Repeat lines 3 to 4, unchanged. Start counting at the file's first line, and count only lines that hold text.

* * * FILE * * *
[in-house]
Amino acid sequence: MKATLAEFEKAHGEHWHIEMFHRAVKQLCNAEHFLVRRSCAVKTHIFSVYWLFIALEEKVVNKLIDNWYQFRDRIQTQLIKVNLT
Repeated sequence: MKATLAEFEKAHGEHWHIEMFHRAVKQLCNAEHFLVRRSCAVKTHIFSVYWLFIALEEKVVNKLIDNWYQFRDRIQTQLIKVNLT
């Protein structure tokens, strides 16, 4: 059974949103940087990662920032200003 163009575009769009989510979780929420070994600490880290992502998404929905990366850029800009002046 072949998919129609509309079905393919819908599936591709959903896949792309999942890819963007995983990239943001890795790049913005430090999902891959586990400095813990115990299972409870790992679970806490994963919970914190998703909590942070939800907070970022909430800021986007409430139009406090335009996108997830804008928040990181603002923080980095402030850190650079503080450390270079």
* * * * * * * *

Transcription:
Repeated sequence: MKATLAEFEKAHGEHWHIEMFHRAVKQLCNAEHFLVRRSCAVKTHIFSVYWLFIALEEKVVNKLIDNWYQFRDRIQTQLIKVNLT
């Protein structure tokens, strides 16, 4: 059974949103940087990662920032200003 163009575009769009989510979780929420070994600490880290992502998404929905990366850029800009002046 072949998919129609509309079905393919819908599936591709959903896949792309999942890819963007995983990239943001890795790049913005430090999902891959586990400095813990115990299972409870790992679970806490994963919970914190998703909590942070939800907070970022909430800021986007409430139009406090335009996108997830804008928040990181603002923080980095402030850190650079503080450390270079």